Why Klopp’s Approach To The FA Cup Was The Right One

There are plenty of reasons to be excited about last night. The future of Liverpool Football Club looks very bright if the performances from the likes of Harvey Elliott, Sepp van den Berg and Curtis Jones are anything to go by. More than that, though, it was great to see the manner in which there is clearly joined-up thinking right the way through the club. Jürgen Klopp asks his players to play in a very specific way whilst also giving them the freedom to be themselves. That Neil Critchley has clearly instilled the same sort of attitude in his under-23 side should be admired and applauded. It means that if any of the lads need to step up and cover their first team equivalents then they’ll almost certainly be able to do so without much fuss and worry. Adam Lewis at left-back and Neco Williams on the opposite flank both look more than capable understudies to Trent Alexander-Arnold and Andy Robertson, for example.

Of course you wouldn’t want to have to depend on them for a period of months, but if either of them were brought into the team against, say, Bournemouth I don’t think anyone would be having kittens. It was a shame that the Shrewsbury Town manager didn’t have a touch more class after the game, making up nonsense about the Video Assistant Referee rather than applauding the work of the young lads. It helped to perpetuate a narrative that we’ve somehow benefited relentlessly from the introduction of the VAR rather than simply seen the correct decisions be made in spite of incompetent officials. To point to the VAR takes away from the magnificent achievement of these young lads, who Shrewsbury’s players attempted to bully, kick and injure rather than play football against. They deserve all of the praise that’s being showered on them this morning, but the win doesn’t alter the fact that Klopp’s approach was the right one.

He Was Making A Very Valid Point

I completely understand opposition supporters having a go at Jürgen Klopp for his decision to rest all senior players for the match last night, though I am less understanding of Liverpool fans who have been critical of him. I’ve seen more than a few people suggesting that the manager was wrong to give his senior players the week off, with many saying that the likes of Dejan Lovren, Joel Matip and Naby Keita should have played in order to get minutes into their legs. Whilst I completely understand the logic, the thing that that argument misses is that the manager was trying to make a point. There is little to no communication between the Football Association and the Premier League, so when the latter decided that this week was going to be Liverpool’s winter break they really should have communicated as much to the former. Instead the FA decided that it was fine to schedule a replay during the week that the Premier League had designated a break.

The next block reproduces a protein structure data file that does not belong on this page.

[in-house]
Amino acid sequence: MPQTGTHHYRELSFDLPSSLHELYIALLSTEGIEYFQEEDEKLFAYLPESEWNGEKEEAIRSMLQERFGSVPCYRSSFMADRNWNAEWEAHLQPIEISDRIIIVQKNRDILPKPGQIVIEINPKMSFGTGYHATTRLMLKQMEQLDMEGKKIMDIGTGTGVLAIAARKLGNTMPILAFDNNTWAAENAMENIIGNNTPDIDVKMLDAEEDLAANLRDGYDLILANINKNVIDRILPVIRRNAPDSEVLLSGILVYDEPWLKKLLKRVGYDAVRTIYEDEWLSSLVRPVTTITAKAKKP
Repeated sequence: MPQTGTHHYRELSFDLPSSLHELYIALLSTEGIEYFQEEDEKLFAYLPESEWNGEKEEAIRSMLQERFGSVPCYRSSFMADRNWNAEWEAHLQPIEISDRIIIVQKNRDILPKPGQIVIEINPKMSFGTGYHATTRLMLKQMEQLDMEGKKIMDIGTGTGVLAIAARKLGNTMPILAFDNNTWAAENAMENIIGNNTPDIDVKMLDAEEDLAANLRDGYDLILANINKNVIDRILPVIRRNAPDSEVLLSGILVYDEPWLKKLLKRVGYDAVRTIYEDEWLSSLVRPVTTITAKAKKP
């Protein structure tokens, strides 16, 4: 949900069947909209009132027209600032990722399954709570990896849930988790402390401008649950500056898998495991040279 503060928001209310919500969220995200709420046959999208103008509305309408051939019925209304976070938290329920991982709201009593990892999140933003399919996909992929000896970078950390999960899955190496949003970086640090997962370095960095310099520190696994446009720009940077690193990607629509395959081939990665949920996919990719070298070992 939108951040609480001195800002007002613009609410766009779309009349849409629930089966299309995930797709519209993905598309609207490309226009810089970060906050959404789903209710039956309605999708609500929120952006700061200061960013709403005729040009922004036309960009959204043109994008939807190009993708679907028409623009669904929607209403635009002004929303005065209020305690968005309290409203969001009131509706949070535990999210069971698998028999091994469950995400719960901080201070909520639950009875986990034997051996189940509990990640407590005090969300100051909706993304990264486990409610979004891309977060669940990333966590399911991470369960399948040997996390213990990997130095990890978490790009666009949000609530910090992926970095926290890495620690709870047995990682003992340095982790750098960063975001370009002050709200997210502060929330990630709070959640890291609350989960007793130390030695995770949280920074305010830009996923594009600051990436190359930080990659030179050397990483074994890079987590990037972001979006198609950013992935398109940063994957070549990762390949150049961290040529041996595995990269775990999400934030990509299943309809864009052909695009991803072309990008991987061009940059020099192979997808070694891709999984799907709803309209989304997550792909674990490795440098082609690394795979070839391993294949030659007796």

I do understand the people saying that the players that have been out with injuries should have played, it’s a lot harder to make a point if you end up doing something for your own convenience. Klopp can hardly say “It’s ridiculous that you want us to play during a period of time that you declared to be a winter break, but I’m going to start these lads because I want them to get some minutes into their legs”. If you’re going to make a point then you really have to go all out to make said point, otherwise you’ll look like a hypocrite. The Football Association certainly looked hypocritical when they decided that the tie shouldn’t be shown anywhere on TV simply out of spite. Hopefully the fact that Jürgen Klopp made the decision that he made will cause the FA and the Premier League to have a bit of a rethink next season, communicating with each other at the very least. The fact we won anyway shows up the notion of us disrespecting the cup.

It’s Experience That You Can’t Buy For The Youngsters

Ultimately, the job of Jürgen Klopp, Neil Critchley and everyone associated with Liverpool Football Club is to do the best thing possible for the club. If the Football Association and Premier League decide to get their act together next year then the manager’s decision not to allow any senior players to have anything to do with last night’s match will have been entirely justified. Even if they don’t, though, it will still have been the right thing to do. That’s because the experience that the players have gained by playing is more than money can buy. The big argument about sending players out on loan isn’t to get them game time, which they can get with inter-squad games at Melwood. It’s to get them into the rhythm of playing twice a week in games that matter and to put them up against big groks that want to kick them off the park. Whilst last night’s game didn’t give them the rhythm of weekly games it certainly mattered and it was definitely against groks.

Neil Critchley said himself that the games against Aston Villa and this one against Shrewsbury Town are worth ‘a million’ of his coaching sessions. Whilst that might well be something of an exaggeration, it’s certainly true that the players will benefit enormously from the experience. Not all of them will make it at Liverpool, yet everyone single one of them will spend the rest of their careers knowing that they won an FA Cup match in front of a sold out Anfield. I still buzz off when I got to play on the pitch in front of about ten people! Will Pedro Chirivella have enough to break into our first team? Probably not, but it’s fair to say that his stock is an awful lot higher today than it was a couple of months ago. Many people were concerned about Sepp van den Berg’s development, but he proved against Shrewsbury Town that he’s got the ability if he can develop the consistency. Jürgen Klopp made a decision for the future, in more ways than one.

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